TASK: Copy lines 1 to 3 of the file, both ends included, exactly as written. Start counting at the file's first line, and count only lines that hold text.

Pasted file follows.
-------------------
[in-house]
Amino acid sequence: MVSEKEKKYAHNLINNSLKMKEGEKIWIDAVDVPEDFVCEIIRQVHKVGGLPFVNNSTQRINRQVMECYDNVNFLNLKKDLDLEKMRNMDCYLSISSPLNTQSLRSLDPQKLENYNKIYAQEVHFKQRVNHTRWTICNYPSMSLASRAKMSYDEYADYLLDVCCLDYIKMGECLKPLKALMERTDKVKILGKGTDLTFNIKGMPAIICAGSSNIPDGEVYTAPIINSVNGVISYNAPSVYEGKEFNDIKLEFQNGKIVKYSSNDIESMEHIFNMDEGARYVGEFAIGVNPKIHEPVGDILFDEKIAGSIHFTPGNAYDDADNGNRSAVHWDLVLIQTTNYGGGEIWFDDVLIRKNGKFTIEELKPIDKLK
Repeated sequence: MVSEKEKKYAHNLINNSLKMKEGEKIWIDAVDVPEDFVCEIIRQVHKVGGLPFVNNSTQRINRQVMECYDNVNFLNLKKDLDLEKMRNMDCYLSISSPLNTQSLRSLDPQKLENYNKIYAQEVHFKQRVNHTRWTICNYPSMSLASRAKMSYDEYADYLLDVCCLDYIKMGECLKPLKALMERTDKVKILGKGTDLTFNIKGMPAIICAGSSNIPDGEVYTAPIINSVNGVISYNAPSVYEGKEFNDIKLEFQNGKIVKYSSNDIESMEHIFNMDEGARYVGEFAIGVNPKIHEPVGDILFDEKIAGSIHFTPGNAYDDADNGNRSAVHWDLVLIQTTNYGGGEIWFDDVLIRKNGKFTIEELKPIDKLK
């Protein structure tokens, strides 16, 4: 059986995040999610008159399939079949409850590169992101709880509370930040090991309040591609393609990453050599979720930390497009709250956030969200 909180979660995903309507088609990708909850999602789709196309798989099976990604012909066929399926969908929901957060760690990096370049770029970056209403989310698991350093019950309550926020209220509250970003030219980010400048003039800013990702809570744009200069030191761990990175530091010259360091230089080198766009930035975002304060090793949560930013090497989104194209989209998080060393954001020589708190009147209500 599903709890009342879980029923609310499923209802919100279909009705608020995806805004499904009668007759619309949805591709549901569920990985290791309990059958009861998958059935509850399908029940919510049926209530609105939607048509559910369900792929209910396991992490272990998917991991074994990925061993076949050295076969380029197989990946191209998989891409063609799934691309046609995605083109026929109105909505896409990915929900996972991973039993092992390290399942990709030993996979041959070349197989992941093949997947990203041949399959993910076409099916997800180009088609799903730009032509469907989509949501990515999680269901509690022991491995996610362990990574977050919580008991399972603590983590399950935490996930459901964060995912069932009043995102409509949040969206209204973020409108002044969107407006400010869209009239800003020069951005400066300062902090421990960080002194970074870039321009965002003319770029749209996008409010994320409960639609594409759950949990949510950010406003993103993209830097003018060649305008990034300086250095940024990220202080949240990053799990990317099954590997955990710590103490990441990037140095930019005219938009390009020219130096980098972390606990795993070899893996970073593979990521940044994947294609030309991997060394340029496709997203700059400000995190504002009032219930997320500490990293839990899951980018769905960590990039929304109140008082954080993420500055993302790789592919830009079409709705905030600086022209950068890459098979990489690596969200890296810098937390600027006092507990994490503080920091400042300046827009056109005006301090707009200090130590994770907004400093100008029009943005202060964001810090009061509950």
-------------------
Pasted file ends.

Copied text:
[in-house]
Amino acid sequence: MVSEKEKKYAHNLINNSLKMKEGEKIWIDAVDVPEDFVCEIIRQVHKVGGLPFVNNSTQRINRQVMECYDNVNFLNLKKDLDLEKMRNMDCYLSISSPLNTQSLRSLDPQKLENYNKIYAQEVHFKQRVNHTRWTICNYPSMSLASRAKMSYDEYADYLLDVCCLDYIKMGECLKPLKALMERTDKVKILGKGTDLTFNIKGMPAIICAGSSNIPDGEVYTAPIINSVNGVISYNAPSVYEGKEFNDIKLEFQNGKIVKYSSNDIESMEHIFNMDEGARYVGEFAIGVNPKIHEPVGDILFDEKIAGSIHFTPGNAYDDADNGNRSAVHWDLVLIQTTNYGGGEIWFDDVLIRKNGKFTIEELKPIDKLK
Repeated sequence: MVSEKEKKYAHNLINNSLKMKEGEKIWIDAVDVPEDFVCEIIRQVHKVGGLPFVNNSTQRINRQVMECYDNVNFLNLKKDLDLEKMRNMDCYLSISSPLNTQSLRSLDPQKLENYNKIYAQEVHFKQRVNHTRWTICNYPSMSLASRAKMSYDEYADYLLDVCCLDYIKMGECLKPLKALMERTDKVKILGKGTDLTFNIKGMPAIICAGSSNIPDGEVYTAPIINSVNGVISYNAPSVYEGKEFNDIKLEFQNGKIVKYSSNDIESMEHIFNMDEGARYVGEFAIGVNPKIHEPVGDILFDEKIAGSIHFTPGNAYDDADNGNRSAVHWDLVLIQTTNYGGGEIWFDDVLIRKNGKFTIEELKPIDKLK